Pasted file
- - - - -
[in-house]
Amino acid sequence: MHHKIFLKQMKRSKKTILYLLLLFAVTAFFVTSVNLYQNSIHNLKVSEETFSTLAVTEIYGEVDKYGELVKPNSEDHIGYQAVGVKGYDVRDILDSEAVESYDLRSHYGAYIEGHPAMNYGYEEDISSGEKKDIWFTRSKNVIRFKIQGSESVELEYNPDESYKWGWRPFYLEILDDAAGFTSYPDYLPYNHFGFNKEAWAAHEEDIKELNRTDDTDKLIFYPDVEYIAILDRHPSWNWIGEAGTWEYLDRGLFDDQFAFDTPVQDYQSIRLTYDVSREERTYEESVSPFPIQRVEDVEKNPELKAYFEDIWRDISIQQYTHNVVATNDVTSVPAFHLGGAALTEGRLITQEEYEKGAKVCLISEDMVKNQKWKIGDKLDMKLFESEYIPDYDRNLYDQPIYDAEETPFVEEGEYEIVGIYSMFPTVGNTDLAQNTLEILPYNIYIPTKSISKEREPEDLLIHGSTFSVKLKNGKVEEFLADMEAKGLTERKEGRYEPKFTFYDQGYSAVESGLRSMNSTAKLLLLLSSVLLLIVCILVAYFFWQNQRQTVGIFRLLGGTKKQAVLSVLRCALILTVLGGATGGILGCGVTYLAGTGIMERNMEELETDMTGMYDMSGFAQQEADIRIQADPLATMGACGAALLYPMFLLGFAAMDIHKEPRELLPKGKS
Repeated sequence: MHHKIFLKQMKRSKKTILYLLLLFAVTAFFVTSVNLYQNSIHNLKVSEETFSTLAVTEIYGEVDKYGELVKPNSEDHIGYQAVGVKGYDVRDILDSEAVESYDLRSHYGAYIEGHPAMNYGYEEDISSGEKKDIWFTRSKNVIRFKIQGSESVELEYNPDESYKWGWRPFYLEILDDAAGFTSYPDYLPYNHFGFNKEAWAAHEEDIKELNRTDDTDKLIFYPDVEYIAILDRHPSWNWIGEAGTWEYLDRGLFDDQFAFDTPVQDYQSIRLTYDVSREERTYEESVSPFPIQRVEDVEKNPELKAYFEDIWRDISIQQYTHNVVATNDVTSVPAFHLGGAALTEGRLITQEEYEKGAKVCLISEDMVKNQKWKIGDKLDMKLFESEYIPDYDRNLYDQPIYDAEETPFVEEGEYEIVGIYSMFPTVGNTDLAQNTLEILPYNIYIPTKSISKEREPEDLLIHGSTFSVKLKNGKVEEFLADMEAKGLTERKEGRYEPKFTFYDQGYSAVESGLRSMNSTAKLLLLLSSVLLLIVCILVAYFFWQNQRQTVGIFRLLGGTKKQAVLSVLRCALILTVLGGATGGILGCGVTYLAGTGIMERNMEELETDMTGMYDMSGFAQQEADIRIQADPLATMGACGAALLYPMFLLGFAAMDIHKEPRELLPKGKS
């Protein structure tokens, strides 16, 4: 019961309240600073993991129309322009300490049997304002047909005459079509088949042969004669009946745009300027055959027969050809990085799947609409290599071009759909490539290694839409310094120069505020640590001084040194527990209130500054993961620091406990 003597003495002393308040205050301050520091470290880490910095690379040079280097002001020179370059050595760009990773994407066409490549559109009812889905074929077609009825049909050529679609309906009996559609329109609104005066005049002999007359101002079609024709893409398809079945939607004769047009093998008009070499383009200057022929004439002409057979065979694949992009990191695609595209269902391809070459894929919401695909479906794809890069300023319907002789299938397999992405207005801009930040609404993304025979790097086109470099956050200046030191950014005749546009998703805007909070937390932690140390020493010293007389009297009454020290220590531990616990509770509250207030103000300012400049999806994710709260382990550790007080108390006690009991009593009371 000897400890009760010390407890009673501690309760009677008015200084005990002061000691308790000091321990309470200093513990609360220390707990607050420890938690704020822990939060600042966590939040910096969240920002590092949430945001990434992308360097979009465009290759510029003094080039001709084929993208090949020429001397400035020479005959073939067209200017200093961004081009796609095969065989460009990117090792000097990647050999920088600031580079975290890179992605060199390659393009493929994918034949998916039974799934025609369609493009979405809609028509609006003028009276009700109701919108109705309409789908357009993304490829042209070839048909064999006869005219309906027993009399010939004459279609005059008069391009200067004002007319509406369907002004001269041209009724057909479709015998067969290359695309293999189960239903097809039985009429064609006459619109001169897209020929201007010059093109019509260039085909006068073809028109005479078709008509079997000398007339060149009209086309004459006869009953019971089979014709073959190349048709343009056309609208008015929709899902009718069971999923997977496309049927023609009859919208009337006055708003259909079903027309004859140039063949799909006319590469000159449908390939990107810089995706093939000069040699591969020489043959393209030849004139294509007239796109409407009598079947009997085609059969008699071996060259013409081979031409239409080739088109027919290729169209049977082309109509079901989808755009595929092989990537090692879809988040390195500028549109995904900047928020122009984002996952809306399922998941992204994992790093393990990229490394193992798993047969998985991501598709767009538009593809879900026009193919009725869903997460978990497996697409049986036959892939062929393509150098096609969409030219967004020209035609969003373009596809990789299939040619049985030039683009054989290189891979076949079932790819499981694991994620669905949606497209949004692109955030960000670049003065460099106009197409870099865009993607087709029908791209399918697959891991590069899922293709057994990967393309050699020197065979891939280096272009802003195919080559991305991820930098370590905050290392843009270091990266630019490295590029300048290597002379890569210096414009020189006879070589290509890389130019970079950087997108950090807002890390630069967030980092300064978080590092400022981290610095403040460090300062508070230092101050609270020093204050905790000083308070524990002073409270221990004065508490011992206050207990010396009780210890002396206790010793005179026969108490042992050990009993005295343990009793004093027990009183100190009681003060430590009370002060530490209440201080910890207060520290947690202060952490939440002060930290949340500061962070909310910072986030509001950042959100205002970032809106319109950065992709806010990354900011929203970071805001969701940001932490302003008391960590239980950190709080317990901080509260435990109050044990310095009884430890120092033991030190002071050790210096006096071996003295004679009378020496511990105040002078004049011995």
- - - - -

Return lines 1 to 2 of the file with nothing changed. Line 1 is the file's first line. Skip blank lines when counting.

[in-house]
Amino acid sequence: MHHKIFLKQMKRSKKTILYLLLLFAVTAFFVTSVNLYQNSIHNLKVSEETFSTLAVTEIYGEVDKYGELVKPNSEDHIGYQAVGVKGYDVRDILDSEAVESYDLRSHYGAYIEGHPAMNYGYEEDISSGEKKDIWFTRSKNVIRFKIQGSESVELEYNPDESYKWGWRPFYLEILDDAAGFTSYPDYLPYNHFGFNKEAWAAHEEDIKELNRTDDTDKLIFYPDVEYIAILDRHPSWNWIGEAGTWEYLDRGLFDDQFAFDTPVQDYQSIRLTYDVSREERTYEESVSPFPIQRVEDVEKNPELKAYFEDIWRDISIQQYTHNVVATNDVTSVPAFHLGGAALTEGRLITQEEYEKGAKVCLISEDMVKNQKWKIGDKLDMKLFESEYIPDYDRNLYDQPIYDAEETPFVEEGEYEIVGIYSMFPTVGNTDLAQNTLEILPYNIYIPTKSISKEREPEDLLIHGSTFSVKLKNGKVEEFLADMEAKGLTERKEGRYEPKFTFYDQGYSAVESGLRSMNSTAKLLLLLSSVLLLIVCILVAYFFWQNQRQTVGIFRLLGGTKKQAVLSVLRCALILTVLGGATGGILGCGVTYLAGTGIMERNMEELETDMTGMYDMSGFAQQEADIRIQADPLATMGACGAALLYPMFLLGFAAMDIHKEPRELLPKGKS